What is more believable is Nottingham’s rich history. It can all be found in the Nottingham Castle, a sprawling complex atop a cliff called Castle Rock on the southwest end of town. Built in 1068 by William the Conqueror, it’s a bit disappointing as castles go. It’s more of a square complex than a towering, forebording structure with turrets and towers. From the pub, I walked past the famous Robin Hood statue of the steel-eyed hero shooting an arrow at a distant rotter. I turned onto the castle grounds and walked through a large brick archway to a modern ticket booth and gift shop. Beyond were a huge stone building that once served as the royalty’s quarters.
What I saw inside instead was a market of vintage clothes and a photo gallery, including an odd piece featuring John Lennon’s nose. It took a large leap of faith for me to imagine King Henry V walking these halls, let alone Robin Hood.
The castle’s highlight, however, is the Rebellious Gallery. Added in June, it’s a beautifully designed, chronological account of Nottingham’s history of protest. It starts in 1330 with Edward III staging a coup at the castle. It continues on through the British Civil War from 1642-51 and the burning of the castle in 1831.
It has videos of reenactments of rioters torching the castle to protest the Duke of Newcastle’s opposition to the Reform Bill. It talks about the Luddites, textile workers who followed the lead of one Ned Ludd who led a rebellion of weavers against creeping industrialization in 1811.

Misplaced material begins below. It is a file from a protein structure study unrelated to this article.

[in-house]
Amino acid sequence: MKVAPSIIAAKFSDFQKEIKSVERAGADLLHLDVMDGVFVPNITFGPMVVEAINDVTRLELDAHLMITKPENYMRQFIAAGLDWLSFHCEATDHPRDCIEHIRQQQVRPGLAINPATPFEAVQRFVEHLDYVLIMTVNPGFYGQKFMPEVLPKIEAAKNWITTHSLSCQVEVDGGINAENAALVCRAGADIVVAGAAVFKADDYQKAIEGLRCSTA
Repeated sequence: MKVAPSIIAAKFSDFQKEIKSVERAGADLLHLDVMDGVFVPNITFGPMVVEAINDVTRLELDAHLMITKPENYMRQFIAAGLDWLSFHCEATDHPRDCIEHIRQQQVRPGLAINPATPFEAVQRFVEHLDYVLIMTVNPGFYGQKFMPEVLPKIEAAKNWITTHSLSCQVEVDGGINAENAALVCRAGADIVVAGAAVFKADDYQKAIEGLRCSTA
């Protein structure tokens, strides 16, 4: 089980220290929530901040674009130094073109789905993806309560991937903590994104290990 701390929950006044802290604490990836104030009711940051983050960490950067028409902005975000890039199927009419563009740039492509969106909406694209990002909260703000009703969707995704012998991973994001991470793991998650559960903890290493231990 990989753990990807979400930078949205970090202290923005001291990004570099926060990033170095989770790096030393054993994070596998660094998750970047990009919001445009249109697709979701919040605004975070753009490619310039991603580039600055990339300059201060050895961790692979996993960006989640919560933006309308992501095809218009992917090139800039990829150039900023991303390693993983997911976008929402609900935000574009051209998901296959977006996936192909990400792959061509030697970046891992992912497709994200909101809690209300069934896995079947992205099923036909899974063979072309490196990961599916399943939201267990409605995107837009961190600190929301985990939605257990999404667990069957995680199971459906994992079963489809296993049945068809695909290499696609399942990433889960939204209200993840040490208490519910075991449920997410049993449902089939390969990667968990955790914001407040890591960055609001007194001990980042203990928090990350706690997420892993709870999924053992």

There are hangman’s nooses, period costumes, staged interviews of oppressed laborers bitching about the government. There are interactive games for children.
National Justice Museum
Nottingham doesn’t just have interactive games for children. They have them for adults, too. It’s how I wound up facing a wigged judge accusing me of inciting a riot and threatening me with the death penalty.
Nottingham’s National Justice Museum isn’t your usual collection of rooms with faded black-and-white photos of criminals and a few weapons. They take unsuspecting visitors who enter the sprawling complex that once held the city’s jail and have them take part in a mock trial.
Using the same format as in the 19th century, they hauled individuals from the audience to a standing post in the middle of the authentic courtroom. An actress playing the barrister for the prosecution reads the charge while a protestor shouts support for the soon-to-be condemned.
When the barrister called my name, I protested.
“I’m an American!” I said.
“Oh! From the colony!” the barrister said. “Get up there! You’re looking shifty!”
I sheepishly walked to the dock. The audience began booing. “Hang him!” a couple of them said.
I was playing the role of one George Beck, a real criminal who did incite a riot and burned down a textile mill where 27 people died in 1831. He was one of five who went on trial in March 1832.
The judge asked me my occupation.
“No employment, your honor,” I said.
“Hard life, huh?” he said mockingly.
The trial lasted about as long as I could come up with another quirky retort, which is actually how long most of the trials lasted back then. The judge raised his feathered pen and asked the crowd, “By a show of hands, guilty?” Nearly every hand went up.
“Hey! That’s my wife!” I said pointing to a woman in the crowd before pointing to another and saying, “And that’s my mistress!”
It drew a couple laughs. What isn’t funny is what happened in real life. The day after Beck was found guilty, he was taken outside and hanged.